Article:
Immunology I - 1

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Author:
ed70
ID:
36006
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Immunology I - 1
Updated:
2010-09-20 11:04:06
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Immunology
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Immune Defense
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  1. What is the Immune System:
    A collection of molecules, cells, tissues and organs whose primary funciton is defense
  2. Exceptions to the Primary Defensive Role:
    • Exaggerated specific responses to non-pathogenic environmental antigens (allergy)
    • Any exaggerated specific responses that are tissue damaging (hypersensitivities)
    • Specific, exaggerated and destructive responses to self-antigens (autoimmunities)
    • Variable responses to self, neoantigens - (cancers)
    • Strong barriers to organ and tissue transplantation (allogenic responses)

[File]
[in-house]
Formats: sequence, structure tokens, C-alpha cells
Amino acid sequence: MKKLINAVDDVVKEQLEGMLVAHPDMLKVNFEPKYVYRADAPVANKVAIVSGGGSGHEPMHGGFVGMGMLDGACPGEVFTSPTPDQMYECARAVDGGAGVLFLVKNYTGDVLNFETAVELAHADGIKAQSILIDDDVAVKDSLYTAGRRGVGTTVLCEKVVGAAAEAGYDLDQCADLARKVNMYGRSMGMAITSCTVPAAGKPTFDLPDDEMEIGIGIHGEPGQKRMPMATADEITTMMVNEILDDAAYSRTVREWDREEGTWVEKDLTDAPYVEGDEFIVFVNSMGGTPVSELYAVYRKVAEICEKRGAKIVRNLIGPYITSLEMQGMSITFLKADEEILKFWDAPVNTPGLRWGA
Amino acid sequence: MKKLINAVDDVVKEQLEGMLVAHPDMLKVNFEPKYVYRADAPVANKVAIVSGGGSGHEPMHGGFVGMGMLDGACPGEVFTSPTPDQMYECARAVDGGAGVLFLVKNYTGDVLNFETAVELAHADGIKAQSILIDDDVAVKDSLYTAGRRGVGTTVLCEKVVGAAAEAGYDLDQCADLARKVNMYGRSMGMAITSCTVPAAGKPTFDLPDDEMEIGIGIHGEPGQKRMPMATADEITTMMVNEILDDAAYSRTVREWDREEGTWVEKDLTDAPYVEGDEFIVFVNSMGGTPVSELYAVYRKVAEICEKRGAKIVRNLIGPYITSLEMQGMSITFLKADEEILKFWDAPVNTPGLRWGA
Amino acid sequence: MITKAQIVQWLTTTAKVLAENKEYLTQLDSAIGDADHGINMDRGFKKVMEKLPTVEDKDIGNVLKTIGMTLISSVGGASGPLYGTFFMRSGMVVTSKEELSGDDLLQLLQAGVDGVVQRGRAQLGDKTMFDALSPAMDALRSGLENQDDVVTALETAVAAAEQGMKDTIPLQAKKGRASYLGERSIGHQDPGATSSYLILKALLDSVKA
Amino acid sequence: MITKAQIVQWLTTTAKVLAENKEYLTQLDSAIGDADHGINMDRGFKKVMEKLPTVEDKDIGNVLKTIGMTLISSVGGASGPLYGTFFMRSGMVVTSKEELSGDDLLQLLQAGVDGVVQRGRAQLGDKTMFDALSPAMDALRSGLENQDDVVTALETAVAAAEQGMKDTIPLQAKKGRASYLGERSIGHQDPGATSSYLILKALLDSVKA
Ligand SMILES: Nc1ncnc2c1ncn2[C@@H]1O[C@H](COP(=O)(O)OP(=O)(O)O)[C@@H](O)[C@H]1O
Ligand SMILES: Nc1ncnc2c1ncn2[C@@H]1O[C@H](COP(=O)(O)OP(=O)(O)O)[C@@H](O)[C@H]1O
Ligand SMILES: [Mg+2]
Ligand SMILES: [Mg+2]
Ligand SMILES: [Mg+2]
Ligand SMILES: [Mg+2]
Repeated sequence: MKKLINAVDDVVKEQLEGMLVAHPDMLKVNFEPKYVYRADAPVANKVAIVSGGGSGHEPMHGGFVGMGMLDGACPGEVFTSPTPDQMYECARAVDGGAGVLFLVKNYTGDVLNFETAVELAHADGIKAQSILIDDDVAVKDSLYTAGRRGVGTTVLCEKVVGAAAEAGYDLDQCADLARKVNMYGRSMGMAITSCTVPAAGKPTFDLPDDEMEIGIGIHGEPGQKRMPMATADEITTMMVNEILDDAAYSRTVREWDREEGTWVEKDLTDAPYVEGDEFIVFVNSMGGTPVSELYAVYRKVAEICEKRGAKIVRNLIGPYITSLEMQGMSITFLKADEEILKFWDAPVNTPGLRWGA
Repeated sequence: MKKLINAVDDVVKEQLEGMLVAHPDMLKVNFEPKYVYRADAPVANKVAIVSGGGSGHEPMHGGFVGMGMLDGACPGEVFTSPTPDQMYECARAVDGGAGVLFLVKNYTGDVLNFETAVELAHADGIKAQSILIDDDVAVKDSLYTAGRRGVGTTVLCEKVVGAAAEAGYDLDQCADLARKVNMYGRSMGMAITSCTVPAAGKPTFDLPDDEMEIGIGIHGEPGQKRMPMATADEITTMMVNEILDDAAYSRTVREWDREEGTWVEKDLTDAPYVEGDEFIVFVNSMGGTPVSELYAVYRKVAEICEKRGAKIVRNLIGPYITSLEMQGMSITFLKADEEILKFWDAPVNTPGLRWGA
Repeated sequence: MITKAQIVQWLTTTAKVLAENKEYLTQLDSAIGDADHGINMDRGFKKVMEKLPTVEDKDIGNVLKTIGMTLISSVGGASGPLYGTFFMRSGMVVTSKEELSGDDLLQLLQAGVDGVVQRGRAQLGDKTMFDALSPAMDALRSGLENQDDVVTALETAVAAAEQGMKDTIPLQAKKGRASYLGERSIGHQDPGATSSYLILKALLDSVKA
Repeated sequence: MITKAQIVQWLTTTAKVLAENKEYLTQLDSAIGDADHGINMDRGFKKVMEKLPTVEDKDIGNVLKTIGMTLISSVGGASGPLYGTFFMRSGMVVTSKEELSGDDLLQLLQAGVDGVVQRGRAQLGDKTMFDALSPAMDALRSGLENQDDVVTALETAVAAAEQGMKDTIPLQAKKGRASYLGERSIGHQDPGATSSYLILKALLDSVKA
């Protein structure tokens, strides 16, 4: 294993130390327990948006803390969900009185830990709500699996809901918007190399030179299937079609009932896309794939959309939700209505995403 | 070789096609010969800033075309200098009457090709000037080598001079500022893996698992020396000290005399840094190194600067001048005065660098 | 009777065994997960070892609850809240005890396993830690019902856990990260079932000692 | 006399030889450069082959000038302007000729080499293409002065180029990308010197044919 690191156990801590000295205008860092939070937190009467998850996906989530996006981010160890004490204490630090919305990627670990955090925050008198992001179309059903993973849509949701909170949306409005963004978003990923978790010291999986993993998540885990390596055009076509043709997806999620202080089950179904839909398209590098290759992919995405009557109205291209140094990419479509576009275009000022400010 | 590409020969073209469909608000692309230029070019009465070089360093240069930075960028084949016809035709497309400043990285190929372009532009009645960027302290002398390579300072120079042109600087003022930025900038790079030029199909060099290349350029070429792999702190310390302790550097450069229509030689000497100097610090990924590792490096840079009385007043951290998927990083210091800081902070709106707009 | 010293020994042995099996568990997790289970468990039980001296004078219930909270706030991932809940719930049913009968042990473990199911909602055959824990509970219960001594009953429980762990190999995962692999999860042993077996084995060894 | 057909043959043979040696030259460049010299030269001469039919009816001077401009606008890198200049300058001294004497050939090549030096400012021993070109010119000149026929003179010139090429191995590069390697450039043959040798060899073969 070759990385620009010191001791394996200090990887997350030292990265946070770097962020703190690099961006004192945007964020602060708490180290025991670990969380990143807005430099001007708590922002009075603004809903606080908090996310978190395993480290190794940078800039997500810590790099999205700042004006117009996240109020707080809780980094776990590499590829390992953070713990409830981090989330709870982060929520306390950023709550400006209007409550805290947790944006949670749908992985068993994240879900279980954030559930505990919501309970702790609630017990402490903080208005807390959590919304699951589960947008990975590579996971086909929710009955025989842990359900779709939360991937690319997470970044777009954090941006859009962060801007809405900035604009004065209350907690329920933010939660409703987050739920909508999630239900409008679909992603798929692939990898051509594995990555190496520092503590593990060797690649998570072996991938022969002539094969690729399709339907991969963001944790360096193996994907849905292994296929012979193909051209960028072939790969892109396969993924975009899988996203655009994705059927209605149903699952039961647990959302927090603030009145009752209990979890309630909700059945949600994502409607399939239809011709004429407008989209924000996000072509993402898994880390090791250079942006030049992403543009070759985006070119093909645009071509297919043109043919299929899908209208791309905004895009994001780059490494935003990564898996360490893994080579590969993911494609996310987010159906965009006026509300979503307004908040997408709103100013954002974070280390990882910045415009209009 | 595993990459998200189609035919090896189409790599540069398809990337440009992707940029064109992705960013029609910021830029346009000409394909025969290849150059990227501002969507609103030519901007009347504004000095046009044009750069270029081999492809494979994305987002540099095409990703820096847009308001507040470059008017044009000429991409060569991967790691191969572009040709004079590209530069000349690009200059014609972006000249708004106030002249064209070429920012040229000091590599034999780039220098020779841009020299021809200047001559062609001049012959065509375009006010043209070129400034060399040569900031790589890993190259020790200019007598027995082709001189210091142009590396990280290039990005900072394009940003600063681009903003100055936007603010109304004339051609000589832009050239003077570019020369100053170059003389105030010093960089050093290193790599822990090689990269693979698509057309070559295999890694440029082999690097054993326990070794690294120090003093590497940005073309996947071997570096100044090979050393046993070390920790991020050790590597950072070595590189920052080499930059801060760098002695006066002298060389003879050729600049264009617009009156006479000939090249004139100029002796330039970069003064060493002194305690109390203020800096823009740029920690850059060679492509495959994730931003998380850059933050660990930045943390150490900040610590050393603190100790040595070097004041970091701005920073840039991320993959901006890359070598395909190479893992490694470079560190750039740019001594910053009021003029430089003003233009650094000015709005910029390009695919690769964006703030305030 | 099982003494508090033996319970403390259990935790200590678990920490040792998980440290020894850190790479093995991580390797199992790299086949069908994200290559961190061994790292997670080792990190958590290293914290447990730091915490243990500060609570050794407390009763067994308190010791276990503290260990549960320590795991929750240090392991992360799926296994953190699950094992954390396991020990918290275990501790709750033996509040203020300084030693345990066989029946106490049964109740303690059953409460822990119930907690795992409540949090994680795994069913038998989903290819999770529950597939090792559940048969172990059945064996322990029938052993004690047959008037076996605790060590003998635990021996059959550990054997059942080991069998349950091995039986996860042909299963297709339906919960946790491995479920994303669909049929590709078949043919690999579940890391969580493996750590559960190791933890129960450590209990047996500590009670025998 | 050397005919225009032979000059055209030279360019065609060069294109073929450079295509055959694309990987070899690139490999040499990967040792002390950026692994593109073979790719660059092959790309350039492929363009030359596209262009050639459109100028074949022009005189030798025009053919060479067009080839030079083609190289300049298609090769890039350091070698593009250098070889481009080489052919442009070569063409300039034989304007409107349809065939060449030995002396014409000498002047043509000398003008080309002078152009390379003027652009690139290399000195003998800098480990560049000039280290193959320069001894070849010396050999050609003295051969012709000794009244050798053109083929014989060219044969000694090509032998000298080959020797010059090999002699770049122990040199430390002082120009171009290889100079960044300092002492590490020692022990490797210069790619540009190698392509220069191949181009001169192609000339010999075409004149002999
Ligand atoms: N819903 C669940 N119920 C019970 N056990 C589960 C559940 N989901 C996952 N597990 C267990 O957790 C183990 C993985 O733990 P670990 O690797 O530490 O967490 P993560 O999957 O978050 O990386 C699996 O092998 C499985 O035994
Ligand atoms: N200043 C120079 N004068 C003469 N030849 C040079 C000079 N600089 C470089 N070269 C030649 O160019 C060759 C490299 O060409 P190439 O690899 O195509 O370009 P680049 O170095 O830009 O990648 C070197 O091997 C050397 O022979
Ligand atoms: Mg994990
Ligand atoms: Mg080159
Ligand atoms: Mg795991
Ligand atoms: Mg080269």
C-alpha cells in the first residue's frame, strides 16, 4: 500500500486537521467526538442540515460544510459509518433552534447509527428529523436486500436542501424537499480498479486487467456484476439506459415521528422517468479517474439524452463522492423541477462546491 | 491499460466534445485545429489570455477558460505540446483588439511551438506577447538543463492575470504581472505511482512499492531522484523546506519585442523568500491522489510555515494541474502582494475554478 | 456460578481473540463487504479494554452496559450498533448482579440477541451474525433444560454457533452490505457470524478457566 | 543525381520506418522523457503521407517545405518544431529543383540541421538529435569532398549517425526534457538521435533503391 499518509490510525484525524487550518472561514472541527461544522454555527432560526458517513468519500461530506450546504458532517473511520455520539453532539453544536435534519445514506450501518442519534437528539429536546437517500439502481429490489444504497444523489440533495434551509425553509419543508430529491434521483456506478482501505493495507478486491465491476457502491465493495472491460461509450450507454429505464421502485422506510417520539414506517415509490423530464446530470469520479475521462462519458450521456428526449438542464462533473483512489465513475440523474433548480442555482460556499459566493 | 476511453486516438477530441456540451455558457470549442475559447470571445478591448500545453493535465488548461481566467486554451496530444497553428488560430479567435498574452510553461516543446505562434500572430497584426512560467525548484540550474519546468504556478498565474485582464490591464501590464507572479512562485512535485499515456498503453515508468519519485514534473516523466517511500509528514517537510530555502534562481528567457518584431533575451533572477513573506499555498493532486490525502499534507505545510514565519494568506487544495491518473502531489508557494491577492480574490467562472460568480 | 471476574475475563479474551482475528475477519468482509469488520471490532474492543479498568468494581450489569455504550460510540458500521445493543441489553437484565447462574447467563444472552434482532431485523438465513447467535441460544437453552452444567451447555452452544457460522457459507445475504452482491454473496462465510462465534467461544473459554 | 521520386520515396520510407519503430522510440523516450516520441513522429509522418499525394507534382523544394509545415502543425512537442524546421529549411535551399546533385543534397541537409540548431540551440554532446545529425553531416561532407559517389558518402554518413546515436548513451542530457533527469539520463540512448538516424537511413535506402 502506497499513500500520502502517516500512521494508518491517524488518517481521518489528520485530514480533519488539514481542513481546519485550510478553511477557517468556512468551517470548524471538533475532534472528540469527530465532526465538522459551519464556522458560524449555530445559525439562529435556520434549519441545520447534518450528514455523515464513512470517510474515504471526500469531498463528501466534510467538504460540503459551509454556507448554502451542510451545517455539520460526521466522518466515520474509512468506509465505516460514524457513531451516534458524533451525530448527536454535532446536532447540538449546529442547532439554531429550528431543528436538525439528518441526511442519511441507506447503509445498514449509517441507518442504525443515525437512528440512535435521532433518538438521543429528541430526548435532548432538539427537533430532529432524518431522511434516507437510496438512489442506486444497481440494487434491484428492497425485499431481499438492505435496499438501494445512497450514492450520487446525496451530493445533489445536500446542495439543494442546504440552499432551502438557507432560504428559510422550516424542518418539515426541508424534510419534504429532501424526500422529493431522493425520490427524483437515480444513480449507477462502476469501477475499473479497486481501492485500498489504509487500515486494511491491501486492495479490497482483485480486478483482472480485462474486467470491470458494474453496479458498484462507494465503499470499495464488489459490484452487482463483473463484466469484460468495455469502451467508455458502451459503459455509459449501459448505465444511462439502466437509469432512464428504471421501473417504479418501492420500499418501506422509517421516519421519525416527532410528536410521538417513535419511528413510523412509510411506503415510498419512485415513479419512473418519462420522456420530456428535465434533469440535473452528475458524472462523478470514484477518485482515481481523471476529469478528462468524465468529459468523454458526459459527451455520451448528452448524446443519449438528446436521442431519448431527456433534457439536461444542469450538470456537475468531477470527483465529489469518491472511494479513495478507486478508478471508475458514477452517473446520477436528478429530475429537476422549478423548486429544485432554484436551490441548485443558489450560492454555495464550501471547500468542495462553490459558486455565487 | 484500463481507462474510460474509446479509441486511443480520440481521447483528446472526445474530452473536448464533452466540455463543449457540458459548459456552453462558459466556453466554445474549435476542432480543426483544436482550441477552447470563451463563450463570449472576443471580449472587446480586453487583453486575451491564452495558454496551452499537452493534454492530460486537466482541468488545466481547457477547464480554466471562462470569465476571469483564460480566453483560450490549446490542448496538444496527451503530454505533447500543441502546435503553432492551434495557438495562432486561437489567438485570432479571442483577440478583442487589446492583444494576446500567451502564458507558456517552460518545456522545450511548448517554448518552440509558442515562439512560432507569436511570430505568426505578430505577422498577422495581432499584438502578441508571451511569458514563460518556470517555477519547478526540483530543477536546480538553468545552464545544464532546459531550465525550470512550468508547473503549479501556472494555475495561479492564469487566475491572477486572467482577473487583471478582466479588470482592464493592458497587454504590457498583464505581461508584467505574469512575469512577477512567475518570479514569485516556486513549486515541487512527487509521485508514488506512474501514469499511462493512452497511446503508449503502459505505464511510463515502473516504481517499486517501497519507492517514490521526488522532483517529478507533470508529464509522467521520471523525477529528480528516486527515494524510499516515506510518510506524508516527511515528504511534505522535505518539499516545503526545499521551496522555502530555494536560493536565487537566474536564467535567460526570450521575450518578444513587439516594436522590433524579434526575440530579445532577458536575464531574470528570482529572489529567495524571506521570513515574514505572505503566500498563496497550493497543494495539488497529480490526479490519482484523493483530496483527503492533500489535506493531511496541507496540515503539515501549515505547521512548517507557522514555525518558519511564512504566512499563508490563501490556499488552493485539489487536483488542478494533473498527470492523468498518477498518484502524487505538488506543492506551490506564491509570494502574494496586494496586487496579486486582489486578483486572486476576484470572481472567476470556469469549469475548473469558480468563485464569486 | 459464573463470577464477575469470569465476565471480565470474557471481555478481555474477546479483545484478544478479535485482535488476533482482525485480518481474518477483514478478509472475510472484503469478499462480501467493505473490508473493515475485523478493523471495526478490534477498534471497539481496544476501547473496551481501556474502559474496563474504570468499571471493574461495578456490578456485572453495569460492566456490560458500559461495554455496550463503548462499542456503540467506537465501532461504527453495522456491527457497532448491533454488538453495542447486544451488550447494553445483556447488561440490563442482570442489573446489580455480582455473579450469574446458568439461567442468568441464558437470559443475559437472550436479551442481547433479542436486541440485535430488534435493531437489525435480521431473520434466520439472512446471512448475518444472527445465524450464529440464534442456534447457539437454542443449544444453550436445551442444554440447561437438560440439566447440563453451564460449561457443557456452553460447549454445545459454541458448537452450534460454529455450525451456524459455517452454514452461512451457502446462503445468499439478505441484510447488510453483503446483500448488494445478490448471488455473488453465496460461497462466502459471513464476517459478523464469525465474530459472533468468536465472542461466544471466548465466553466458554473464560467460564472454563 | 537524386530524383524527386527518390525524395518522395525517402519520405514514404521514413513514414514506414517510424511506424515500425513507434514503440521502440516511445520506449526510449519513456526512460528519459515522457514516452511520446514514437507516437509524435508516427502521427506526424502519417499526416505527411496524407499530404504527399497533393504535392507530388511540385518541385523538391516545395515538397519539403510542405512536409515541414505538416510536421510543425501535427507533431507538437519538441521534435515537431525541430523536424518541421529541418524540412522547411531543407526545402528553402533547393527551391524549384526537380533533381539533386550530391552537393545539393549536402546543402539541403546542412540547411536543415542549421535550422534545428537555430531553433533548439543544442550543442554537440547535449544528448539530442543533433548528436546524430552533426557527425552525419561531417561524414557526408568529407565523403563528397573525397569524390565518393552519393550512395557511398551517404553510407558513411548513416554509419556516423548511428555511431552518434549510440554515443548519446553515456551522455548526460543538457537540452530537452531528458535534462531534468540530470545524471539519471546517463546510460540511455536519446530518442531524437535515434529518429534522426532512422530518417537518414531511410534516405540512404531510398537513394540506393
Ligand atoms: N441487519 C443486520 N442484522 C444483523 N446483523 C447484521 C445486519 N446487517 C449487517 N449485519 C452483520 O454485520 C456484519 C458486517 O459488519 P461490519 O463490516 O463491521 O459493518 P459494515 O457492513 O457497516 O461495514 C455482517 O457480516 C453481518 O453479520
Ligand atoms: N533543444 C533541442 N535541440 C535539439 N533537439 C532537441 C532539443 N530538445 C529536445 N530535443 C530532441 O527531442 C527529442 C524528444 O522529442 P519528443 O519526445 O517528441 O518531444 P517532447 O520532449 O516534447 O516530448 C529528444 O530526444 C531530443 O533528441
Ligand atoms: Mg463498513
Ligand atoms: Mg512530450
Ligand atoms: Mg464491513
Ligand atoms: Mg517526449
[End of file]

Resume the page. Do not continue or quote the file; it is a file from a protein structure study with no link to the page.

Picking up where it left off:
3. Bodies Barriers:
    All surfaces exposed to the "outside world" provide barriers to penetration and infection
  4. Infection and Inflammation: Sequence of Events in a nonspecific Local Inflammatory Response to Bacteria (6 steps)
    • 1. Entry of bacteria into tissue; injury to tissues causes release of chemicals to initiate the following events
    • 2. Vasodilation of the microcirculation in the infected area, leading to increased blood flow
    • 3. Large increase in protein permeability of the capillaries and venules in the infected area, with resulting diffusion of protein and filtration of fluid into the interstitial fluid
    • 4. Chemotaxis: movement of leukocytes from the venules into the interstitial fluid of the infected area
    • 5. Destruction of bacteria in the tissue either through phagocytosis or by other mechanisms
    • 6. Tissue repair
  5. Inflammation: General Properties:
    Initiators and purpose
    • - The body's defense mechanisms in response to tissue damage and/or infection
    • Initiators - infection, trauma (physical or chemical), and pathologic immune responses